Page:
Street inBotahtaung township.One teacher from the school wasarrested on April 2, while anotherwas detained the following day. Theyface potential charges of negligenceand negligence resulting in death.Myanmar Police Force said the 13boys died of smoke inhalation, andthousands attended funerals laterthat day at the Islamic section of YayWay cemetery.They were among 71 students andtwo teachers asleep in the buildingwhen the fire broke out at 2:30am. At a press conference later on April2, Yangon Region Chief Minister UMyint Swe responded to rumours thatthe fire had been started deliberately.“This mosque is also a school anddormitory. The 13 boys who died slepton the upper floor,” he said.“The fire started because of the regulator, which was locatedunderneath the stairs. It spread tothe rest of the stairs so the 13 boysdidn’t have a chance to escape,” hesaid.“There was no one to open theentrance so firemen had to break theentrance to extinguish the fire. Whenthe rescue crews arrived, the otherboys were able to escape by runningout through a door. The upper floorhas … security bars blocking most of the building’s windows and the key[for the door] was with the mosqueteachers.” Yangon Region Police ChieColonel Win Naing said at the pressconference that a boy sleeping in theschool, Ko Wai Yan Phyo, saw thefire start and tried to wake up theteachers. When the teachers wokeup, they tried to put the fire out witha wet blanket but were unsuccessful.“The diesel was located underneaththe stairs. This diesel was spread andthe blanket was soaked so that thewhole mosque smelled of diesel. Theblaze was not started intentionally bythrowing something in from outside,”the chief minister said.Despite the regional government’sinsistence that it had a clear pictureof the tragedy, a commissioncomprising police, fire and powersupply personnel was formed on April2. While the regional governmentsaid Islamic leaders would also beincluded in the commission, nonewere listed in an order published instate media on April 3.State-run media urged the publicnot to believe rumours, which werealso spreading online, contrary tothe official version of events, and saidupdated news would be released in atimely manner.For many, the immediatechallenge was coming to termswith the grief of losing 13 youngmembers of their community.“Most of the boys are from YangonRegion and some are from differentparts of the country, includingKawkareik, Thaton, Yamethin andBago,” said the family member of oneof the deceased. A teacher from the school, U KyawNaing, said that some other childrensuffered minor injuries in the fire.“Some children were injured, andthey are afraid of what happened inthe building,” he said.“I want to know how governmentis going to explain this. None of usbelieve this is an accident. We are sadbecause we lost our children – theyare the future of our religion.”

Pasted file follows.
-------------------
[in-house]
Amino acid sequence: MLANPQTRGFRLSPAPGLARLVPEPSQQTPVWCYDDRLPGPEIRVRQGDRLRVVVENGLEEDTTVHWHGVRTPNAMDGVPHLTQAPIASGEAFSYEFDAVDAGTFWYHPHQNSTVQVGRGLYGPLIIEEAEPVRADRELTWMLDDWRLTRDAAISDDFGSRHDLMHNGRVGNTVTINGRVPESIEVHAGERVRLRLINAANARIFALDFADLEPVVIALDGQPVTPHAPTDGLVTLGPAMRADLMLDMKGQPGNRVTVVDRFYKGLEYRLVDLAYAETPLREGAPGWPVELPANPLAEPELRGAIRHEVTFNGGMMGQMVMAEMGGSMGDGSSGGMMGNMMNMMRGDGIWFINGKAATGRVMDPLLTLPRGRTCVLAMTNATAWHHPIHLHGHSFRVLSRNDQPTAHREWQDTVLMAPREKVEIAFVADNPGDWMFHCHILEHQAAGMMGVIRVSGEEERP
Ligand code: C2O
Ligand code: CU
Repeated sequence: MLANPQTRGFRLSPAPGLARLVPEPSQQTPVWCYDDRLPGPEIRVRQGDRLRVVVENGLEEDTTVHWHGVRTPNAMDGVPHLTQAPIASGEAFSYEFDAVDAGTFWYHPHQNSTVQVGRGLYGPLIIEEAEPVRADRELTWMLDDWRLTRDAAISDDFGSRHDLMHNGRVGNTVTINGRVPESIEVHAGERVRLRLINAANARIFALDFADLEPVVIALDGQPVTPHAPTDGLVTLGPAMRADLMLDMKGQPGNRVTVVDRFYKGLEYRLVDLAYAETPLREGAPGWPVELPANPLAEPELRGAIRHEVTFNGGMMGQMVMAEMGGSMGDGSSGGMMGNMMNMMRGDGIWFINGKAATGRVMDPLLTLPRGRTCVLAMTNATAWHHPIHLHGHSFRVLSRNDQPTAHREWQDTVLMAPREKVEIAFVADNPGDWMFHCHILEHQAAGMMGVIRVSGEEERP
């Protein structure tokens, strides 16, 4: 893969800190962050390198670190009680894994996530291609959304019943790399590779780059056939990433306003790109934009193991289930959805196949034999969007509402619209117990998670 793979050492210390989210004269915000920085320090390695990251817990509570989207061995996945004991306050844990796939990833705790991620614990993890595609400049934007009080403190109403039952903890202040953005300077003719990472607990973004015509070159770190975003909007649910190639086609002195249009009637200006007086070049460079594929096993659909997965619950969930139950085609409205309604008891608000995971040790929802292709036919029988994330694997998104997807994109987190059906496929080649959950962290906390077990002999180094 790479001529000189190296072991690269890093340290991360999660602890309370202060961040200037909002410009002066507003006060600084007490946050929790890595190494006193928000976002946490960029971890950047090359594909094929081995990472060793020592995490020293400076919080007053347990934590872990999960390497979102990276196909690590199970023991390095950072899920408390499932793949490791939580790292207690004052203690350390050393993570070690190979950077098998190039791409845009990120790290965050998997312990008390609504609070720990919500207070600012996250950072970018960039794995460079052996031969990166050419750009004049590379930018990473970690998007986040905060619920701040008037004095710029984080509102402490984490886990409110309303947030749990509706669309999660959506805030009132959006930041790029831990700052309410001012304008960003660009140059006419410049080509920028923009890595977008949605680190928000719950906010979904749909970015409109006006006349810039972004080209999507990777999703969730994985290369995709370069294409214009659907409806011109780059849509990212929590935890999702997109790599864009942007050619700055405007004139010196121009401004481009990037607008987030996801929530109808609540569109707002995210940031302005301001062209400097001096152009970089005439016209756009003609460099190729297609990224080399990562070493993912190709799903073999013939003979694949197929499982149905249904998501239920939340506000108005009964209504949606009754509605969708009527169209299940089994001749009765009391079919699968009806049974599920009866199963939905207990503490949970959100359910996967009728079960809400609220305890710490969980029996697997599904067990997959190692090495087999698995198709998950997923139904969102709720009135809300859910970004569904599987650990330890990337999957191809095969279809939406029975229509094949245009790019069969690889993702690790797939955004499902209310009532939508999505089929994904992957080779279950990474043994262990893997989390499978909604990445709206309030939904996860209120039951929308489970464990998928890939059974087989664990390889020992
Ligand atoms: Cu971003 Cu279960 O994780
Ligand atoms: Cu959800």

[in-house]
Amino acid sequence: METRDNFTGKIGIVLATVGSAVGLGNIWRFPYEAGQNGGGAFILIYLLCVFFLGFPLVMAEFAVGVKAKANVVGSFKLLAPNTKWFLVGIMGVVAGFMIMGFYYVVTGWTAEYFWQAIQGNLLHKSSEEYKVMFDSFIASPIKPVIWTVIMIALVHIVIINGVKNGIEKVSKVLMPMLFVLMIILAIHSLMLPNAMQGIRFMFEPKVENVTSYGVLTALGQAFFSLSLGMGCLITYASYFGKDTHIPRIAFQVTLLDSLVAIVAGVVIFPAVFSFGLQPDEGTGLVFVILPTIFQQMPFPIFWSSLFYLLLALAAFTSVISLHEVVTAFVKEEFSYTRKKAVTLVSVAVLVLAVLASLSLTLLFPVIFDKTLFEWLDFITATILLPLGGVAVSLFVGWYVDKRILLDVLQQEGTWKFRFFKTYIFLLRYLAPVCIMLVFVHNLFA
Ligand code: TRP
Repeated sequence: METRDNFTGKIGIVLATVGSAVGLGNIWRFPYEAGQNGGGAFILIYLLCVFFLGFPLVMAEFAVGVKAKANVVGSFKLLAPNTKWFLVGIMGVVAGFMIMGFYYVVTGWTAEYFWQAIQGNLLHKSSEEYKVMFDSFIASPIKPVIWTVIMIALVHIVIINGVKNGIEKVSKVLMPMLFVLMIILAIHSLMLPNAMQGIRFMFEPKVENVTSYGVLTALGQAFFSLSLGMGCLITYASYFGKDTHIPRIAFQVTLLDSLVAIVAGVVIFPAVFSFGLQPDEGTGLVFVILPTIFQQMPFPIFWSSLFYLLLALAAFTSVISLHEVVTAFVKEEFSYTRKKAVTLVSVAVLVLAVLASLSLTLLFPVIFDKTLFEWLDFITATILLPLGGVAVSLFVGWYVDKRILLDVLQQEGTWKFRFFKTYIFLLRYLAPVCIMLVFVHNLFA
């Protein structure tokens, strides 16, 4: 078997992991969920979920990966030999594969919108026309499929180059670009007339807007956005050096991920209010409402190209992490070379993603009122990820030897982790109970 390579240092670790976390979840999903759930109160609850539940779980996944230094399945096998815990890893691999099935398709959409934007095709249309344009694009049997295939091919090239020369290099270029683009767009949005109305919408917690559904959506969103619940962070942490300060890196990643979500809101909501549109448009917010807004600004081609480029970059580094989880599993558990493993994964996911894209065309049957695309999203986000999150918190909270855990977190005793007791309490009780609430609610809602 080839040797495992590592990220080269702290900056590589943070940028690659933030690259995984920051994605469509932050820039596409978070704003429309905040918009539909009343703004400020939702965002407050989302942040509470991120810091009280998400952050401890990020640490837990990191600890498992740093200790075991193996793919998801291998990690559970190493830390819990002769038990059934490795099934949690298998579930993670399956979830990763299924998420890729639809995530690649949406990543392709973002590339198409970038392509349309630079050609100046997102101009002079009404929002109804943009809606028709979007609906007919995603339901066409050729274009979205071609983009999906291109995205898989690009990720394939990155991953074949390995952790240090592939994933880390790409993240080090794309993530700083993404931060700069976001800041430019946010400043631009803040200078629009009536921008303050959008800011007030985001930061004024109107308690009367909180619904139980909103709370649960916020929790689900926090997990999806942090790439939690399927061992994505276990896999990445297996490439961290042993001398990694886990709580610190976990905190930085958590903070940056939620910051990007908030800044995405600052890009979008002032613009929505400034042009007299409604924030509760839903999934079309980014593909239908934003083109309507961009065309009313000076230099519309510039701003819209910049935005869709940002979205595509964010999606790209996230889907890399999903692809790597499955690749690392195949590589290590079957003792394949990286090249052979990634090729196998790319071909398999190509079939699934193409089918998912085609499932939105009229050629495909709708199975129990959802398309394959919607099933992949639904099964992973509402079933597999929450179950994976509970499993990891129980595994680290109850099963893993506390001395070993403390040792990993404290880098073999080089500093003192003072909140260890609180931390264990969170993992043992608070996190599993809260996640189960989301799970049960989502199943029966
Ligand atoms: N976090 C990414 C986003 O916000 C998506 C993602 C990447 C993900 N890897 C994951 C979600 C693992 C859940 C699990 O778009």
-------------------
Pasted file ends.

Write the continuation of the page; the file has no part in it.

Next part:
Police make second fire arrest